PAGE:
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    Retired military officials ask Trump to continue normalization process with Cuba

    Retired military officials ask Trump to continue normalization process
    with Cuba
    BY NORA GÁMEZ TORRES
    ngameztorres@elnuevoherald.com

    Sixteen retired senior military officers are asking the Trump
    administration to continue the process of normalization with Cuba for
    the sake of U.S. national security and stability in the region.

    “The location of Cuba in the Caribbean and proximity to the US make it a
    natural and strategically valuable partner on issues of immediate
    concern, including terrorism, border control, drug interdiction,
    environmental protections, and emergency preparedness,” the retired
    officers stated in a letter that was for National Security Adviser Lt.
    Gen. H.R. McMaster and made public on Thursday.

    The retired officers indicated that ensuring economic stability on the
    island was beneficial to the United States for security reasons.

    “We acknowledge the current regime must do more to open its political
    system and dialogue with the Cuban people. But, if we fail to engage
    economically and politically, it is certain that China, Russia, and
    other entities whose interests are contrary to the United States’ will
    rush into the vacuum,” the letter said. “We have an opportunity now to
    shape and fill a strategic void.”

    Six of the 16 letter-signers traveled to Havana from March 14-17 at the
    invitation of the Cuban government and met with officials from the
    Foreign Ministry as well as representatives from the Energy,
    Agriculture, Trade, and Foreign Investment ministries. The group also
    visited the Port of Mariel and met with 12 Ministry of Interior
    officials — a gathering not previously disclosed. The MININT is in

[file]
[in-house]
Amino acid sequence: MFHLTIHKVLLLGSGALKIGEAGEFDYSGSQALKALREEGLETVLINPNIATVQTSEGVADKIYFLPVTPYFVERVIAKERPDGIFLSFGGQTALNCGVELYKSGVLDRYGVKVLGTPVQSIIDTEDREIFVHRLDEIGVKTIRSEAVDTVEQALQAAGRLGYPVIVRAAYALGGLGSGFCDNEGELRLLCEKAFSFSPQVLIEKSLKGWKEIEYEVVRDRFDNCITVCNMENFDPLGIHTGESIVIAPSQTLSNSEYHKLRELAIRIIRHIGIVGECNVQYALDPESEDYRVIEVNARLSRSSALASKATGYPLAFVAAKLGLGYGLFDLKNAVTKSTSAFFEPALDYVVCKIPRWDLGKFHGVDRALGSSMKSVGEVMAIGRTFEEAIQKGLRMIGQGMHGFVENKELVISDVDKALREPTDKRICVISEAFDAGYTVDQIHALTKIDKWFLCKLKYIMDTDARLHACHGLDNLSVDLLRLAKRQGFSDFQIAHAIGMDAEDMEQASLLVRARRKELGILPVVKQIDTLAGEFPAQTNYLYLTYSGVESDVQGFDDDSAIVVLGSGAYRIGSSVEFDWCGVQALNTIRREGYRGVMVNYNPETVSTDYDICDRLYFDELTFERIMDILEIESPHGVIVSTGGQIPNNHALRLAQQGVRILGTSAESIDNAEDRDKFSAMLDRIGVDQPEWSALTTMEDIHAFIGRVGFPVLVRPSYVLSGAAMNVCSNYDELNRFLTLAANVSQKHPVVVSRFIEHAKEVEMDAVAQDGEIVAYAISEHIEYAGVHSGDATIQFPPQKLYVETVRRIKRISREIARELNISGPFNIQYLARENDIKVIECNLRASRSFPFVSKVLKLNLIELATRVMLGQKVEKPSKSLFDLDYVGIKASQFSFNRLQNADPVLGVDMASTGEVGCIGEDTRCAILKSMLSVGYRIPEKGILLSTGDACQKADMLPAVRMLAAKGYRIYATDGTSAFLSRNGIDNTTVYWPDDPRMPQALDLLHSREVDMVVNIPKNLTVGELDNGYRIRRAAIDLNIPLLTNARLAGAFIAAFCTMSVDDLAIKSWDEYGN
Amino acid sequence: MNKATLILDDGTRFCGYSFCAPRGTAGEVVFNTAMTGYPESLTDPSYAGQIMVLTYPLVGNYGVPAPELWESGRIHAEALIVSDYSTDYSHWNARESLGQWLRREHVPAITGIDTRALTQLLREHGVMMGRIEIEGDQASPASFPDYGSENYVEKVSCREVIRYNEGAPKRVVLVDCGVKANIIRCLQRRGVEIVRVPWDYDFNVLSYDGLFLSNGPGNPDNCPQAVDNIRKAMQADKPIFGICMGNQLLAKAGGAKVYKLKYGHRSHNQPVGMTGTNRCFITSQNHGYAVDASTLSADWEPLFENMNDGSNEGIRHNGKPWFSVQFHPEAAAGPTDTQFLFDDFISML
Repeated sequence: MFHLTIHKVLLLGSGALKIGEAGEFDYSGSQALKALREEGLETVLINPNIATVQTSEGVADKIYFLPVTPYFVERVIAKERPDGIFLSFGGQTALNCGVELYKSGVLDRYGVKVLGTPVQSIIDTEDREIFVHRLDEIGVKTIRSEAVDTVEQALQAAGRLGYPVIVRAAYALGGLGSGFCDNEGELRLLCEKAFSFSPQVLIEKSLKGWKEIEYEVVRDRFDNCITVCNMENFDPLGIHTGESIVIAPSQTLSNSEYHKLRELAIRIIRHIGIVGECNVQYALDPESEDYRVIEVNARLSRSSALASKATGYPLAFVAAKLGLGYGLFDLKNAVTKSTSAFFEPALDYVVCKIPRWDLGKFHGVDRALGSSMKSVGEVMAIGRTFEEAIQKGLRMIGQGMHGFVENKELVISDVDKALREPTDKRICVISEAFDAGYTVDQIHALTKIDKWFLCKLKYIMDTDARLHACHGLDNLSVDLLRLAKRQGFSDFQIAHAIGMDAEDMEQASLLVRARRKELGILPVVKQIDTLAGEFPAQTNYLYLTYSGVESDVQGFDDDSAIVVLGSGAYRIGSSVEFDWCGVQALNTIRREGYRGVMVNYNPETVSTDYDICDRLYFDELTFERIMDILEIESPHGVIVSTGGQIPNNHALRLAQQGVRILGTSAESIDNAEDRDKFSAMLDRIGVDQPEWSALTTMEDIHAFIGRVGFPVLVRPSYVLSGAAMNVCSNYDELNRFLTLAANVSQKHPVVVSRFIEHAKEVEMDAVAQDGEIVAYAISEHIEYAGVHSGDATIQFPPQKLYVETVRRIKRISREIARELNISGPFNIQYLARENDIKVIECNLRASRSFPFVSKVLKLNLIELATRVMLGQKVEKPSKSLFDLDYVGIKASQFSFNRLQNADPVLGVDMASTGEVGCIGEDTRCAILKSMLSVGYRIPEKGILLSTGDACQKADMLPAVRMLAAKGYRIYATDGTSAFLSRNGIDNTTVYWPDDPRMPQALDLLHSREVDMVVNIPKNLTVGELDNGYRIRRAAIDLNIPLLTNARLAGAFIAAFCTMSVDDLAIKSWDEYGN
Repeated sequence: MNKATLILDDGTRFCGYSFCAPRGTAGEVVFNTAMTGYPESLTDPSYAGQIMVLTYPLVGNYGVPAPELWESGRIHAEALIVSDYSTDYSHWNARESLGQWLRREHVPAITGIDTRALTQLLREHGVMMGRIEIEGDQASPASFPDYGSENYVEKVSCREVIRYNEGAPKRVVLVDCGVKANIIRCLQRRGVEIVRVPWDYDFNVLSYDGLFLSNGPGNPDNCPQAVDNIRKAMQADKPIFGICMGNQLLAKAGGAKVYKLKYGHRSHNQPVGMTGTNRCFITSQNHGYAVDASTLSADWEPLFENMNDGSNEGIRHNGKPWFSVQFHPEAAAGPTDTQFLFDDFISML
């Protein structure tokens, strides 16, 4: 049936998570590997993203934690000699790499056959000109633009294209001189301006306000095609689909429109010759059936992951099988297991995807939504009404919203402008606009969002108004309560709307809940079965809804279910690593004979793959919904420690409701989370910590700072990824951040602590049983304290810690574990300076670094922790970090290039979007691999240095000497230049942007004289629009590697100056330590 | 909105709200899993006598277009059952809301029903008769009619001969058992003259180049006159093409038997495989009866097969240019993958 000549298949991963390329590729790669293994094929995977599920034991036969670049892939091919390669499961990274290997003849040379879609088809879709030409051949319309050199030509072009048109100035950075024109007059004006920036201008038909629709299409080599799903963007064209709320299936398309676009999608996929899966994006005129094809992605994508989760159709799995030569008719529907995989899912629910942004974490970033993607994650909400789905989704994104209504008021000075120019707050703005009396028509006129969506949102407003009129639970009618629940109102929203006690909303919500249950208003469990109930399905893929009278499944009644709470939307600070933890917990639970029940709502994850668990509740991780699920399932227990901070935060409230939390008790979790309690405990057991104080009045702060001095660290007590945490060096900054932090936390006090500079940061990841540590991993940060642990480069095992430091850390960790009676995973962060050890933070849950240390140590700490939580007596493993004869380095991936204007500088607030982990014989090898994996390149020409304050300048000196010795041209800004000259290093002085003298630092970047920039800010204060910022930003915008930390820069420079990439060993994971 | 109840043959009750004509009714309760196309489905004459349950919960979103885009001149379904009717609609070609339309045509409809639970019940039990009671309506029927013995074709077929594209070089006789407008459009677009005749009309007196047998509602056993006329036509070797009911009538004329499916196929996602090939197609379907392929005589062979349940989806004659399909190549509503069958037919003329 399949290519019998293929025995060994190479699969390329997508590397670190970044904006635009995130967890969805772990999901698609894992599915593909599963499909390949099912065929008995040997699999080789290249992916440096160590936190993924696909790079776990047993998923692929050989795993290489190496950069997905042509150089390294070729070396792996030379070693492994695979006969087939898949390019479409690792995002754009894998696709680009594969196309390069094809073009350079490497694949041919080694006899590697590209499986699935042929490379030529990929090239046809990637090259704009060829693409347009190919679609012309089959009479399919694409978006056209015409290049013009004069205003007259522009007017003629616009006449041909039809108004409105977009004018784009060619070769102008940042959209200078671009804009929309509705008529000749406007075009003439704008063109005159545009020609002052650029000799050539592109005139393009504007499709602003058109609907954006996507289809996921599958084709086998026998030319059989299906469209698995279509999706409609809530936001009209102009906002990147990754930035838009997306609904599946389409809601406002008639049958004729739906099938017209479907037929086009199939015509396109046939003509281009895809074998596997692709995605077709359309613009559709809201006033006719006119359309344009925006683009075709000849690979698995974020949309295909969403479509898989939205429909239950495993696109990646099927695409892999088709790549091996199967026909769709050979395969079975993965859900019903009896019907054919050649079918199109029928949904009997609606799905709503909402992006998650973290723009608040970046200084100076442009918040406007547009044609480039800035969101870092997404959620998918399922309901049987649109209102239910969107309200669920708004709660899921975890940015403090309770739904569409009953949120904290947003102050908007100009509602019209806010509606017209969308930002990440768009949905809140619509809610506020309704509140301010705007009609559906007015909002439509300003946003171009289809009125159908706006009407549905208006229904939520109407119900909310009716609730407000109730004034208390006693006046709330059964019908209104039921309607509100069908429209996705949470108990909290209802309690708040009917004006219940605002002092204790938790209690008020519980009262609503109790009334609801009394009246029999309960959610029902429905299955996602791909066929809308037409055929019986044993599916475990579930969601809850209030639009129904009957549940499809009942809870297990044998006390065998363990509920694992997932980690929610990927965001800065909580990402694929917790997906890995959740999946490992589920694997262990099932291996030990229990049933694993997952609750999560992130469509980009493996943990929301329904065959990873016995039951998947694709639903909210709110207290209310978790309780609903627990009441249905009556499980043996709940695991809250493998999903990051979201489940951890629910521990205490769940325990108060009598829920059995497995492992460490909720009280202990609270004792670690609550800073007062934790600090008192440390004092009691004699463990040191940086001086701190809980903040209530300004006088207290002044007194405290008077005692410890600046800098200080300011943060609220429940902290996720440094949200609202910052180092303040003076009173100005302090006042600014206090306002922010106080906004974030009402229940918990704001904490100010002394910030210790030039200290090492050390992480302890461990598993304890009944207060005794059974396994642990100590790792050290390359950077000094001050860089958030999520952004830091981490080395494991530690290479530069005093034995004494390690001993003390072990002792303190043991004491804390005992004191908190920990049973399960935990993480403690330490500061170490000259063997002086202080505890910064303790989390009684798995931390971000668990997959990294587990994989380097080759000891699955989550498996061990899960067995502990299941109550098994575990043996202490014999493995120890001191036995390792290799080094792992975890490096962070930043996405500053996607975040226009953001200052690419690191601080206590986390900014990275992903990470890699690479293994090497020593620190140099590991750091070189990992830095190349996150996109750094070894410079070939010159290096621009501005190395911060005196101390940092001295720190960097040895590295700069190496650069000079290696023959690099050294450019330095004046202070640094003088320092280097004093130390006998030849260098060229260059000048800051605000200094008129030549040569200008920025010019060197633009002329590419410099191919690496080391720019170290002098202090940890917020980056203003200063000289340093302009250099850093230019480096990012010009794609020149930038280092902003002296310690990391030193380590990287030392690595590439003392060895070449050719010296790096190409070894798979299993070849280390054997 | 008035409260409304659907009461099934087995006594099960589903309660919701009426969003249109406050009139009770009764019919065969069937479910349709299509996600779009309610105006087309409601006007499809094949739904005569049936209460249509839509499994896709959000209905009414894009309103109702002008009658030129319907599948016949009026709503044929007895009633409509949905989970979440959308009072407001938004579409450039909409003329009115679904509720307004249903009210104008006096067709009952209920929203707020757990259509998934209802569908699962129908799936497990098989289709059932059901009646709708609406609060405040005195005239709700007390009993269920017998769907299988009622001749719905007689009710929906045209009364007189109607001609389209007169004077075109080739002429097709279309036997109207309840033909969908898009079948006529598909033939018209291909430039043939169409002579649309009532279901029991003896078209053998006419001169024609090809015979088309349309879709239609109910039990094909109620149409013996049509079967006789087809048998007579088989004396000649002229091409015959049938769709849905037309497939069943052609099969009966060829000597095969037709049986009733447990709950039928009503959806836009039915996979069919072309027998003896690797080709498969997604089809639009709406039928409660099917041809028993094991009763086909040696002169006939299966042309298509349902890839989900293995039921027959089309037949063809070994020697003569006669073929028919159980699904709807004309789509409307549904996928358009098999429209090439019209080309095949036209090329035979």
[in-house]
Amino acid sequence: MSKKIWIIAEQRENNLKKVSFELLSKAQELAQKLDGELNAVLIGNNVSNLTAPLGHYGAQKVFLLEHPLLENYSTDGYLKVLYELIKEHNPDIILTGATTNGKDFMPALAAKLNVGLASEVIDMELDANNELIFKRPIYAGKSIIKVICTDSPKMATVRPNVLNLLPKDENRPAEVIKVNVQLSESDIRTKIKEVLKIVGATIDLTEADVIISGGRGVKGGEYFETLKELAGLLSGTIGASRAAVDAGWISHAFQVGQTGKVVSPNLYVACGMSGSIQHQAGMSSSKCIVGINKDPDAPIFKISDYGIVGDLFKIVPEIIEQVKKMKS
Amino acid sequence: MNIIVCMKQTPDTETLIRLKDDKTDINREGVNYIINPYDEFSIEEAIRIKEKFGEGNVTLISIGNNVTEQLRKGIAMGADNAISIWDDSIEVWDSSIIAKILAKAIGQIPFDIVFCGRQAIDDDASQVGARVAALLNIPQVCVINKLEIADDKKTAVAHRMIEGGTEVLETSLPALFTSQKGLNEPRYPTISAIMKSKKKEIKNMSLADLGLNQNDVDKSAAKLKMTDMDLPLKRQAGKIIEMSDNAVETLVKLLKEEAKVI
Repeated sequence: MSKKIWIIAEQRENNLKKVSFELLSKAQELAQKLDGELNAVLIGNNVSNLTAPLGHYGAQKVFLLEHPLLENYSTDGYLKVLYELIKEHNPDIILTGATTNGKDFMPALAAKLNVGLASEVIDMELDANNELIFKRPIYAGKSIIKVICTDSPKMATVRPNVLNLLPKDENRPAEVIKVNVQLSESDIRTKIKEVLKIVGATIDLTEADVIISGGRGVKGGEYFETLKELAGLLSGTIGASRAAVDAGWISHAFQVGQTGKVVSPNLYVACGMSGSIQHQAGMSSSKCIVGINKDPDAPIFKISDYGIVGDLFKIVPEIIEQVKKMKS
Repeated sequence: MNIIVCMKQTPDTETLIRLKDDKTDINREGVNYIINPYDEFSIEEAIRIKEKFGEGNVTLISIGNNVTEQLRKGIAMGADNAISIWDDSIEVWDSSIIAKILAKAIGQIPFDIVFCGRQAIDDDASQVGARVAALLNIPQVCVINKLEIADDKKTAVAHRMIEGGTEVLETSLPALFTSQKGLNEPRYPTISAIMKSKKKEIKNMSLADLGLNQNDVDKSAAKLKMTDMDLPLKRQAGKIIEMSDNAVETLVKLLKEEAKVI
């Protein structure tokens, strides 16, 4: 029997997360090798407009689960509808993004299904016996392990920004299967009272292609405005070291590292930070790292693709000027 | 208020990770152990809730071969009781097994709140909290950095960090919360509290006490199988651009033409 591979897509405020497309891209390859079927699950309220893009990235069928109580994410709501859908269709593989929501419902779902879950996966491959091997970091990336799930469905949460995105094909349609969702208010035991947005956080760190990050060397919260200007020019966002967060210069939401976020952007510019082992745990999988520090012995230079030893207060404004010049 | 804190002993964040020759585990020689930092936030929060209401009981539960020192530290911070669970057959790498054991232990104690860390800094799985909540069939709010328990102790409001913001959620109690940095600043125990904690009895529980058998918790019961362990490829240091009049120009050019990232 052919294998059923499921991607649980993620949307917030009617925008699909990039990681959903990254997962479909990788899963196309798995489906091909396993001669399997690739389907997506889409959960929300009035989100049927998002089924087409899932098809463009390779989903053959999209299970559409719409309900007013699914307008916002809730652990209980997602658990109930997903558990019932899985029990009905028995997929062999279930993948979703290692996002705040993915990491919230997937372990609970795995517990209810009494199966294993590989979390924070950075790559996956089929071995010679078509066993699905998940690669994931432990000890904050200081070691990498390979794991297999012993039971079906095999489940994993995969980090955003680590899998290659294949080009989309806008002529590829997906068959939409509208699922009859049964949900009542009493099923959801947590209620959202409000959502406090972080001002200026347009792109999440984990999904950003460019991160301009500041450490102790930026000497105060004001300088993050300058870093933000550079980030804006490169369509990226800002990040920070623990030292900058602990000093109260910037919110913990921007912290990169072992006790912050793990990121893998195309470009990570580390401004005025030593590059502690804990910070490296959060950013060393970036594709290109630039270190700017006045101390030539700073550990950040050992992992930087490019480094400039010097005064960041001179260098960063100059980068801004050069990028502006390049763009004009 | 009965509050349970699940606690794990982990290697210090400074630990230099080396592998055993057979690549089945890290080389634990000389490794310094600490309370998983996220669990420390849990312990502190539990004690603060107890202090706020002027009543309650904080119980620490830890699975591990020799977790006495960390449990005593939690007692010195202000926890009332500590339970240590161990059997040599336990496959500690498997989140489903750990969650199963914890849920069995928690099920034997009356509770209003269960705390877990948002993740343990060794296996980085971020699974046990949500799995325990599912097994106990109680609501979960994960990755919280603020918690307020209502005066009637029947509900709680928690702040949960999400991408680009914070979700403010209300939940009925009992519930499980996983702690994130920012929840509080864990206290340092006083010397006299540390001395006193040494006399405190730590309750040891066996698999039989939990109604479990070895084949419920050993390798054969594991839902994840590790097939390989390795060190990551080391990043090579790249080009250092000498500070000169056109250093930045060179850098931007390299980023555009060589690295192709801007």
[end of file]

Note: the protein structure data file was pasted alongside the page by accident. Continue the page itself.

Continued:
charge of domestic security but also of the Cuban intelligence services.

    The Cuban officials provided “a significant hour and a half Power Point
    brief on their security concerns and their thoughts on cooperation with
    the United States,” Stephen A. Cheney, a retired brigadier general in
    the U.S. Marine Corps, said. “A pretty interesting group of active
    military folks.

    “Some questioned why we did not meet with dissidents, but this was not
    the purpose of this trip but to listen to government people, have an
    idea of ??how it works and what their concerns are.”

    The letter seeks to influence the administration while it is still
    reviewing Cuba policy, an exercise spearheaded by the National Security
    Council. The Trump administration “must take into account all national
    security factors under consideration” and not look at the current policy
    “simply as something that Obama did and because Obama did it, you hate
    it,” Cheney said.

    The main concern from the national-security standpoint, he added, is a
    migration crisis if the island’s economy worsens, a possibility that “at
    90 miles from our coasts, does not do us any favors.”

    “If they feel desperate, they are going to reach out to those we would
    rather not want,” added retired Brig. Gen. David McGinnis, in reference
    to the growing role of China, Russia, and Iran in the region.

    Cheney highlighted the level of cooperation with Cuba on issues like
    anti-drug efforts but said that part of the “frustration” of the Cuban
    government is that the routine meetings to continue these mechanisms of
    cooperation have been canceled by the Trump administration, “not out of
    a policy change but because the people are not there.”

    Cheney also said the Trump administration could lift trade and financial
    restrictions, such as in agriculture, to the benefit of U.S. companies.
    “Clearly the embargo has not worked. We have to look for new actions if
    we want to increase our security,” said retired Lt. Gen. John G. Castellaw.

    The trip and the missive were coordinated by the American Security
    Project (ASP), a non-partisan organization of which several of the
    retired officials who signed the letter are members of — Cheney is its
    executive director. According to an ASP statement, the trip was
    organized by Scott Gilbert, a member of its board and a lawyer of
    contractor Alan Gross, who was jailed in Cuba for five years and
    released on Dec. 17, 2014.

    Among those who signed the letter are retired Gen. James T. Hill, who
    headed the U.S. Southern Command from 2002-2004 and retired Admiral
    Robert Inman, who held senior positions in the intelligence services
    under Presidents Ronald Reagan and George W. Bush.

    Several signers of the letter including, McGinnis; retired Major Gen.
    Paul Eaton; retired Rear Admirals Jamie Barnett and Michael Smith; and
    retired Brig. Gen. Stephen Xenakis publicly supported Hillary Clinton
    during the presidential campaign.

    Source: Retired military officials ask Trump to continue normalization
    process with Cuba | Miami Herald –
    www.miamiherald.com/news/nation-world/world/americas/cuba/article145847939.html